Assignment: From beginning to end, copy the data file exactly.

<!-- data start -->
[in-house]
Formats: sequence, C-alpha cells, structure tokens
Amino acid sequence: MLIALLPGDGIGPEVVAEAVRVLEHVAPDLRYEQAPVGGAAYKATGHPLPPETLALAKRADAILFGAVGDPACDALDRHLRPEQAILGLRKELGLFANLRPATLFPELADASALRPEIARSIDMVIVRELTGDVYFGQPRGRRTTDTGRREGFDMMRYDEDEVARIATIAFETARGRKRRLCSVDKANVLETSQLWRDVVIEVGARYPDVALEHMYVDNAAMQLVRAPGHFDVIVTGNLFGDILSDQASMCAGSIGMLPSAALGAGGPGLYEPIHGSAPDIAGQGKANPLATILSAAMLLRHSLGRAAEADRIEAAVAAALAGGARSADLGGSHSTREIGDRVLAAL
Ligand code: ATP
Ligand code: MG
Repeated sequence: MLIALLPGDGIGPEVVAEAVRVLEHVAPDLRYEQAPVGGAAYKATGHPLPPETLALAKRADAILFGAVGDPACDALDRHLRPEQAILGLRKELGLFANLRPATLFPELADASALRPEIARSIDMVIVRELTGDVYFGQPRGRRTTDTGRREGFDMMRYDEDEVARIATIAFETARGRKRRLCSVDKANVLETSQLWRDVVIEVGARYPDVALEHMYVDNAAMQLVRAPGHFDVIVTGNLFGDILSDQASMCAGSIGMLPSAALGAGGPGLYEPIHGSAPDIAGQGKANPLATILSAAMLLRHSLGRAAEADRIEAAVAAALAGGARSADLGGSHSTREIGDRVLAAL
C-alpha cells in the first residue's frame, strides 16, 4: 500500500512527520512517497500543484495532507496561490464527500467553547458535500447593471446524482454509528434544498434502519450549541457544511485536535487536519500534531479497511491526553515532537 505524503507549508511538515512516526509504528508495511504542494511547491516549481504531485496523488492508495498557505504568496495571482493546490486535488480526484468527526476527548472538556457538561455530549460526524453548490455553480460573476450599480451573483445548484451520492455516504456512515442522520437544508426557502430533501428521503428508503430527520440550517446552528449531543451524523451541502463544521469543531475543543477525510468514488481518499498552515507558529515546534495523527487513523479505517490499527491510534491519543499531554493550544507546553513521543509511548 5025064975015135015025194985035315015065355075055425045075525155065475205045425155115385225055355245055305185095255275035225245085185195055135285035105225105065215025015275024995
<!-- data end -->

[in-house]
Formats: sequence, C-alpha cells, structure tokens
Amino acid sequence: MLIALLPGDGIGPEVVAEAVRVLEHVAPDLRYEQAPVGGAAYKATGHPLPPETLALAKRADAILFGAVGDPACDALDRHLRPEQAILGLRKELGLFANLRPATLFPELADASALRPEIARSIDMVIVRELTGDVYFGQPRGRRTTDTGRREGFDMMRYDEDEVARIATIAFETARGRKRRLCSVDKANVLETSQLWRDVVIEVGARYPDVALEHMYVDNAAMQLVRAPGHFDVIVTGNLFGDILSDQASMCAGSIGMLPSAALGAGGPGLYEPIHGSAPDIAGQGKANPLATILSAAMLLRHSLGRAAEADRIEAAVAAALAGGARSADLGGSHSTREIGDRVLAAL
Ligand code: ATP
Ligand code: MG
Repeated sequence: MLIALLPGDGIGPEVVAEAVRVLEHVAPDLRYEQAPVGGAAYKATGHPLPPETLALAKRADAILFGAVGDPACDALDRHLRPEQAILGLRKELGLFANLRPATLFPELADASALRPEIARSIDMVIVRELTGDVYFGQPRGRRTTDTGRREGFDMMRYDEDEVARIATIAFETARGRKRRLCSVDKANVLETSQLWRDVVIEVGARYPDVALEHMYVDNAAMQLVRAPGHFDVIVTGNLFGDILSDQASMCAGSIGMLPSAALGAGGPGLYEPIHGSAPDIAGQGKANPLATILSAAMLLRHSLGRAAEADRIEAAVAAALAGGARSADLGGSHSTREIGDRVLAAL
C-alpha cells in the first residue's frame, strides 16, 4: 500500500512527520512517497500543484495532507496561490464527500467553547458535500447593471446524482454509528434544498434502519450549541457544511485536535487536519500534531479497511491526553515532537 505524503507549508511538515512516526509504528508495511504542494511547491516549481504531485496523488492508495498557505504568496495571482493546490486535488480526484468527526476527548472538556457538561455530549460526524453548490455553480460573476450599480451573483445548484451520492455516504456512515442522520437544508426557502430533501428521503428508503430527520440550517446552528449531543451524523451541502463544521469543531475543543477525510468514488481518499498552515507558529515546534495523527487513523479505517490499527491510534491519543499531554493550544507546553513521543509511548 5025064975015135015025194985035315015065355075055425045075525155065475205045425155115385225055355245055305185095255275035225245085185195055135285035105225105065215025015275024995